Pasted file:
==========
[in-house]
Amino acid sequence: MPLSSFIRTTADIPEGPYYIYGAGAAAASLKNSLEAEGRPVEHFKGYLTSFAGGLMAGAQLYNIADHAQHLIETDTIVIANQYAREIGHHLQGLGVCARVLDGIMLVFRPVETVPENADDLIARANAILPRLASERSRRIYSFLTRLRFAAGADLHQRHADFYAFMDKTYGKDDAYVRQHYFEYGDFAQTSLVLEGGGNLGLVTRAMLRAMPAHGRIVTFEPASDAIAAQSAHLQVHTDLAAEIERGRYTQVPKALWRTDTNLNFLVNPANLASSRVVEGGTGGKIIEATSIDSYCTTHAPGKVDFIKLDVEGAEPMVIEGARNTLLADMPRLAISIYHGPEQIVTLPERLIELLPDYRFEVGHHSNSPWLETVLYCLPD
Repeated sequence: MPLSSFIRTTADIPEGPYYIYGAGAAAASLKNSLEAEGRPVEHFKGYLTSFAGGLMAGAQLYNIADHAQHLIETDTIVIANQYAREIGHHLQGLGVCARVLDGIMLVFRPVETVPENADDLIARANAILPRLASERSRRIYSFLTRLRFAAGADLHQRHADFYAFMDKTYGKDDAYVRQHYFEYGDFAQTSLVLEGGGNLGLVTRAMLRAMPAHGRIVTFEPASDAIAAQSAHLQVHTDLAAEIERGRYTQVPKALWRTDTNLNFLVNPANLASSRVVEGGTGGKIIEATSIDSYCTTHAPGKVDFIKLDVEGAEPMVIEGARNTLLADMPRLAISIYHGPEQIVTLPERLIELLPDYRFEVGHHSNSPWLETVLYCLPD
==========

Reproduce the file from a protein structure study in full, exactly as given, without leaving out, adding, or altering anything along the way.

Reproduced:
[in-house]
Amino acid sequence: MPLSSFIRTTADIPEGPYYIYGAGAAAASLKNSLEAEGRPVEHFKGYLTSFAGGLMAGAQLYNIADHAQHLIETDTIVIANQYAREIGHHLQGLGVCARVLDGIMLVFRPVETVPENADDLIARANAILPRLASERSRRIYSFLTRLRFAAGADLHQRHADFYAFMDKTYGKDDAYVRQHYFEYGDFAQTSLVLEGGGNLGLVTRAMLRAMPAHGRIVTFEPASDAIAAQSAHLQVHTDLAAEIERGRYTQVPKALWRTDTNLNFLVNPANLASSRVVEGGTGGKIIEATSIDSYCTTHAPGKVDFIKLDVEGAEPMVIEGARNTLLADMPRLAISIYHGPEQIVTLPERLIELLPDYRFEVGHHSNSPWLETVLYCLPD
Repeated sequence: MPLSSFIRTTADIPEGPYYIYGAGAAAASLKNSLEAEGRPVEHFKGYLTSFAGGLMAGAQLYNIADHAQHLIETDTIVIANQYAREIGHHLQGLGVCARVLDGIMLVFRPVETVPENADDLIARANAILPRLASERSRRIYSFLTRLRFAAGADLHQRHADFYAFMDKTYGKDDAYVRQHYFEYGDFAQTSLVLEGGGNLGLVTRAMLRAMPAHGRIVTFEPASDAIAAQSAHLQVHTDLAAEIERGRYTQVPKALWRTDTNLNFLVNPANLASSRVVEGGTGGKIIEATSIDSYCTTHAPGKVDFIKLDVEGAEPMVIEGARNTLLADMPRLAISIYHGPEQIVTLPERLIELLPDYRFEVGHHSNSPWLETVLYCLPD